Can you forgive someone who has caused you so much pain?
Family and forgiveness.
These two words encapsulate the film, “Kolorete” produced by Bahaghari Films, a group of Communication Students from the College of Education Arts and Sciences at the Lyceum of the Philippines University-Batangas.
I got the chance to talk to the Assistant Director and at the same time, the Director of Photography of “Kolorete”, John Paolo Comediero. He shared their one-of-a-kind journey in making their vision a reality.
Comediero and his team composed of Mary Cleo Jessi Gaa, Carissa Julee Alcantara, Trizia Joy Canosa and Nicole Delos Reyes decided to show off another treatment of a drama genre for their Film Production requirement. From plots about family, struggles, and tragedy, they thought of a concept, which will make their film a standout. They weren’t a big fan of Rupaul’s Drag Race or any drag queen related shows, but they found themselves working on the colorful world of these performers.
Thus, the film 'Kolorete' came to life.
'Kolorete' is a film about a drag queen seeking for satisfaction and love to cover up the pain from the past. His broken relationship with his family hinders him from finding true happiness in life. Despite being successful with his business and career, he still feels that something is missing, and that is the forgiveness that he hasn't given his father.
Far from the colorful costumes and makeup they put on, are stories of painful past, excruciating struggles and their dream to help and support their respective families.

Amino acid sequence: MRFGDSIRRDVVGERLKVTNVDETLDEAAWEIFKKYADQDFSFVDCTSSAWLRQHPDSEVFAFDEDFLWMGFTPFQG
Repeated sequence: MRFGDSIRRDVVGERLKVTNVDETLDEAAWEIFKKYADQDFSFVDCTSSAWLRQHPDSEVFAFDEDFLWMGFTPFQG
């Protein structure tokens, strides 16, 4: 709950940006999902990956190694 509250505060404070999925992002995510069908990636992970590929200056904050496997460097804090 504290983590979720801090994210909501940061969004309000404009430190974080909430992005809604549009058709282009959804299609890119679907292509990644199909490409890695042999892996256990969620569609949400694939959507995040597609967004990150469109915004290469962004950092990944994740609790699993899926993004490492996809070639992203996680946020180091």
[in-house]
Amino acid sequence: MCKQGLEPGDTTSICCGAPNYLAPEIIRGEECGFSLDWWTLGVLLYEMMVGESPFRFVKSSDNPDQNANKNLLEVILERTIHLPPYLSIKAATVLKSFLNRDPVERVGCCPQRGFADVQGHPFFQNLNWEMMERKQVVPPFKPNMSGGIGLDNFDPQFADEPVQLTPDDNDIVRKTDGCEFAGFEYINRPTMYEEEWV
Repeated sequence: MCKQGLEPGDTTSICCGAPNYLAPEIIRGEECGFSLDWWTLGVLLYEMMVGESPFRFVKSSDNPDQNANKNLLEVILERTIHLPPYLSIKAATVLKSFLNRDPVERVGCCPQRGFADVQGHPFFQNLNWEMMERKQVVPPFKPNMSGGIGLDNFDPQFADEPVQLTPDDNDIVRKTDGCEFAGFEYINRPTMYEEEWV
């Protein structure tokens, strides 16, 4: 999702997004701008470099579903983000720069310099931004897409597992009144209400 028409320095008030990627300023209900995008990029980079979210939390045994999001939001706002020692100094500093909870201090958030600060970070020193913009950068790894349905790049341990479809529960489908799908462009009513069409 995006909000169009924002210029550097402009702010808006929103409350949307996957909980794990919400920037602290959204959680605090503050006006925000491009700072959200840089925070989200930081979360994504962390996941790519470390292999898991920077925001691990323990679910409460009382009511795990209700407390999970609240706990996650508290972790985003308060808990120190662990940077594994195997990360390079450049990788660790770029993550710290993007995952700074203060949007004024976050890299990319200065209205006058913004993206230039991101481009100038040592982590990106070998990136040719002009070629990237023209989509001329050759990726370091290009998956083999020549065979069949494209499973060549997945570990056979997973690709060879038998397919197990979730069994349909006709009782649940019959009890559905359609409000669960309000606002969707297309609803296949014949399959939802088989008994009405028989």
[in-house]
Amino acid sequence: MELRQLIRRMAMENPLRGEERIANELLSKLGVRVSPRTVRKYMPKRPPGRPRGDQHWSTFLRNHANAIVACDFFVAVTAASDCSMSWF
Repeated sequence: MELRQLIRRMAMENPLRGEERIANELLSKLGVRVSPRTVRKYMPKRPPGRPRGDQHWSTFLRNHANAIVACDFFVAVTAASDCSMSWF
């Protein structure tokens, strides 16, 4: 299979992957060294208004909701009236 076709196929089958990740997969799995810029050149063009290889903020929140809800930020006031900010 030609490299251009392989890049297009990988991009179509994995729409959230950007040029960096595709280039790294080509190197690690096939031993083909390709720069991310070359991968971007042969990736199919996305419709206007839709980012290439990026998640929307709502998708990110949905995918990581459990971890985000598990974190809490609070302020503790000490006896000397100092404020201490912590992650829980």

Another thing to note is the impeccable performance of the lead actor, Peregrine Santiago. It showed his versatility and an acting prowess like no other. Truly, the role was tailored-fit for him.
When asked about the challenges they had to face during the production of the student film, Comediero shared that it was a rollercoaster ride for them.
“We had a lot of stories in mind, ideas kept on coming, but we weren’t sure how we will put everything together to make sure that the storytelling is smooth and at the same time, relatable,” Comediero said.
In addition, their resources are also limited and considering that they have a very tight budget they really had to improvise. From the bar location which they set up in their University’s Mass Communication studio, to the backdrops, colorful lights, and bottled drinks to meet the mood of their setting -- all of these were achieved through team effort.
“We are all aware how costly film production is, and since we are all students, there’s no other way but to think of alternatives. That is actually the beauty in filmmaking, we make things happen even in the most impossible circumstances,” Comediero proudly shared.
Indeed, the film 'Kolorete' mirrors reality. It will show you the real faces behind the beautiful and extravagant image of a drag queen as he embarks on a journey towards forgiveness, acceptance and embracing one’s identity.
“I guess, it was a mission accomplished. We managed to share a beautiful story that will touch people’s lives. And at the same time, challenge them to be more accepting and loving, Comediero ended.
If there is one thing I truly admire about these young filmmakers, it would definitely be their fighting spirit. Passion is already there, but it takes a lot of hard work to make things happen.